Categorized | Your Money

7 Tips to Keep Hackers, Crooks, Scammers Out Of Your Smartphone


Flavio Esposito said the convenience your smartphone offers  comes at a cost.

You love your  smartphone — in fact, it’s often your biggest confidant when it comes to sharing important personal information.

In the palm of our hands we have photo albums, bank terminals, wallets, home controls, medical records, personal messages and contacts, social media and physical locators, all conveniently accessible through our iPhones and Androids.

Flavio Esposito, Ph.D., assistant professor of computer science at Saint Louis University, said the convenience comes at a cost.

Hackers can exploit network vulnerabilities to steal passwords without being detected or use malicious media files disguised in photos or videos to access messages on unpatched phones. Often, thieves find their way in to access data through one of a phone’s apps or a website.

“Our phone is as weak as our weakest app,” Esposito said. “We should not use our phones or our smartwatches to store anything that has value.  While several banks use state-of-the art security countermeasures, security breaches often arrive from browsing websites. Aside from increasing our security, it is important to realize that our location can be obtained even without an active GPS, and without asking permission.”

And, Esposito warns, data theft is not the only risk. Our phones now serve as our ID when we need to identify ourselves to other accounts. This happens when you receive a code by text to verify your identity to an account, and is called two-factor authentication.

In one recent scam, fraudsters attempted a “sim card swap,” convincing a service provider to switch a person’s phone number to a SIM card they own, then logging into their bank account and resetting their passwords.

“The best advice I can give is to read about security and privacy,” Esposito said.

He gives smartphone users the same advice he shares with Saint Louis University students in his cybersecurity and computer science courses.

“The best way to avoid scams is to be informed.”

While the specter of data and identity theft can be alarming, there are several steps you can take to significantly reduce your chances of being hacked on your smartphone. Esposito shares the following advice to keep your data safe from scammers.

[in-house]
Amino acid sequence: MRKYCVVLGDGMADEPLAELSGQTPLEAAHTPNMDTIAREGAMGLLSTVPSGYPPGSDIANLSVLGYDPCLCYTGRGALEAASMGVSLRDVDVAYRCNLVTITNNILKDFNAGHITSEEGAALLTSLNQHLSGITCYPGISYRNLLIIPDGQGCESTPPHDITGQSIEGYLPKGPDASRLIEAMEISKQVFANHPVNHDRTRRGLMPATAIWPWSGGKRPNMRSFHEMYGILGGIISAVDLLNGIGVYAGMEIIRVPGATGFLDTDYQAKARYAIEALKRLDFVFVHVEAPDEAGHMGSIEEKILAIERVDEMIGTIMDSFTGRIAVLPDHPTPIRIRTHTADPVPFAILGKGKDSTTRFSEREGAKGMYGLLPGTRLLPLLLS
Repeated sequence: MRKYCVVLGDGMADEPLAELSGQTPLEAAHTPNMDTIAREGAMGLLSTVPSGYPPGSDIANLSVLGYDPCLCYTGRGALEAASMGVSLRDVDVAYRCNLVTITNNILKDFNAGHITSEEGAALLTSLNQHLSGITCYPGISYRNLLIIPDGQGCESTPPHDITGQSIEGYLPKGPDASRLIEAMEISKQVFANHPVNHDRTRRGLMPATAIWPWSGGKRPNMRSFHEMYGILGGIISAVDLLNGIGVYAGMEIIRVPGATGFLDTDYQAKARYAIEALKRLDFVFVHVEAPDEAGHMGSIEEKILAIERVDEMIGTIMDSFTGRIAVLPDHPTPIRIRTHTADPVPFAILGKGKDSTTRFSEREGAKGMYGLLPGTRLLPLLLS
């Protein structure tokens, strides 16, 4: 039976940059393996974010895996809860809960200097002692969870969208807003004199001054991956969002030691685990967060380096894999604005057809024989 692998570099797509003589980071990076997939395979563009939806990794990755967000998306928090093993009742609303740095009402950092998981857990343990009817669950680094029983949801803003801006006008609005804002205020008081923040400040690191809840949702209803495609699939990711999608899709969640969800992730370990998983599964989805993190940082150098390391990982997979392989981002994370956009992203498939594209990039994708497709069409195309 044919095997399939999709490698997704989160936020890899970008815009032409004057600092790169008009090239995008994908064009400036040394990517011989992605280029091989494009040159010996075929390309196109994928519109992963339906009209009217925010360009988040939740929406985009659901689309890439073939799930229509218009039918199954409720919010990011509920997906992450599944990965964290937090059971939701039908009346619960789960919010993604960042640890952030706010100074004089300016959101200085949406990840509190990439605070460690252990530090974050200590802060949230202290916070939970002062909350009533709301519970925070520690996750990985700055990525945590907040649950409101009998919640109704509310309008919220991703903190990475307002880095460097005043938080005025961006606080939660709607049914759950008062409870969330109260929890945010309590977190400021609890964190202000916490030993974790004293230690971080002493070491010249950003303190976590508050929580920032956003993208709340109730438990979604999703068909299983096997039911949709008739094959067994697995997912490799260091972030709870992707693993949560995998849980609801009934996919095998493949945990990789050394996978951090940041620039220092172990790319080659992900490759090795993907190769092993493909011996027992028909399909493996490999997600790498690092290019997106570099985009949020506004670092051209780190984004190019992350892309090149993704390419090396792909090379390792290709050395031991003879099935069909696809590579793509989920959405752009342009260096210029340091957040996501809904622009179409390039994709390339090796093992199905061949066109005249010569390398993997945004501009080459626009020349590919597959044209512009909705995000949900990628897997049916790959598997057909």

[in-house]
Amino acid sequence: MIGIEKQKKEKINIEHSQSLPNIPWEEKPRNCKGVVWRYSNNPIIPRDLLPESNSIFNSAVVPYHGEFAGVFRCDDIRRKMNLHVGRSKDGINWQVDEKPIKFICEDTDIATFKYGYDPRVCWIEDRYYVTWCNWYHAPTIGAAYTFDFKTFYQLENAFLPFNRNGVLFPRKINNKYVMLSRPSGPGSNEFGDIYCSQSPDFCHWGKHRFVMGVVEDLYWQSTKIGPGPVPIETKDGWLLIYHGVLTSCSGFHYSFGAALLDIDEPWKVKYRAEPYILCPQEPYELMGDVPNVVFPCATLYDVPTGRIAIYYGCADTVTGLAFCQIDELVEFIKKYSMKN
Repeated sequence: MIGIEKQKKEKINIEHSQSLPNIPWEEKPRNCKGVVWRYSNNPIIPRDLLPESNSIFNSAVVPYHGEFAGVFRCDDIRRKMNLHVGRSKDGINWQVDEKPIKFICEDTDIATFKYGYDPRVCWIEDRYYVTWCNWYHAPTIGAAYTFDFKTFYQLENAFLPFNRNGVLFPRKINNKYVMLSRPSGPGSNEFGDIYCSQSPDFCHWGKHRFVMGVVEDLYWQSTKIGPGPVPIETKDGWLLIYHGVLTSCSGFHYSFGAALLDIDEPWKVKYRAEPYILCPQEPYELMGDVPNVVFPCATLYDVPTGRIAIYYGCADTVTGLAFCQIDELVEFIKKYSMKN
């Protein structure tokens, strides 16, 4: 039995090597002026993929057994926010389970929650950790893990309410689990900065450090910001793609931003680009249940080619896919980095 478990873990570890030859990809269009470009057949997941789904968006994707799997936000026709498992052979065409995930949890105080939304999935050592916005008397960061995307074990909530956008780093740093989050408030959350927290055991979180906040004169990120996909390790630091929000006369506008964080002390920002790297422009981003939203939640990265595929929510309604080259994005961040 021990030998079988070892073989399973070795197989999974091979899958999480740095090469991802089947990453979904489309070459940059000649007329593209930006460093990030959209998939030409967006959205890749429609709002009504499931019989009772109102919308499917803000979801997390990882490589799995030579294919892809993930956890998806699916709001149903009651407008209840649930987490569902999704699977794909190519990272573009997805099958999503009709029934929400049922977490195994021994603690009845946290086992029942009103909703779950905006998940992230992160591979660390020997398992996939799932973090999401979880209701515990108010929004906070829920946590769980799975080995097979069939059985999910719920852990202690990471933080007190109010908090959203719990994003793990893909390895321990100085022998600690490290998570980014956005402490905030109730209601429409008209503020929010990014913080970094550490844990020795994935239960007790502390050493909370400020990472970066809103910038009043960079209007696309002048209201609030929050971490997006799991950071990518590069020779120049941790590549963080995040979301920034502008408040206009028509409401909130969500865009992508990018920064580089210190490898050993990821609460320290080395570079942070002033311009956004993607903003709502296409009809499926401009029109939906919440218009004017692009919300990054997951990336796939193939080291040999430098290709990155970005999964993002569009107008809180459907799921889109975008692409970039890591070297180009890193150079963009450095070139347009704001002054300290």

Seven Tips to Protect Your Smartphone Now


Lock Your (Virtual) Doors Use very strong passwords, Esposito said, and change them often. Ideally, passwords are at least 12 characters long, include numbers and symbols and don’t include obvious dictionary words. If you’re in a public place entering your pin number, cover your phone with your hand.

It’s Time to Log Off Log off of social media platforms when you are not using them.

Not Just for Desktops Install Adblocker apps on your phone and do not disable them even when you are asked. Malicious code often lands on our phones through web advertising. Install antivirus apps, too. Be careful not to open suspicious spam and fishing emails.

Stop Procrastinating Always update your smartphone operating system and your apps as soon as they are available.

Say Goodbye to Public Wi-fi Absolutely avoid public (open) wi-fi. Instead, Esposito suggests investing in a good data plan and using your phone as a router (tethering) when you don’t have other secure choices. If this isn’t an option, limit your time on public wi-fi.

Find Another Place to Store Your Valuables Do not store anything valuable on the phone and be sure to frequently back up all files you care about.

No Jailbreaks Do not jailbreak your phone. Jailbreaking means freeing your iPhone from the limitations imposed by Apple. Some users do this to be able to more freely customized their device, but it can allow hackers to hijack any information connected to the phone. If a company imposes a limitation, they do so, in part, to increase your security. — Newswise

Saint Louis University is a Catholic, Jesuit institution founded in 1818.

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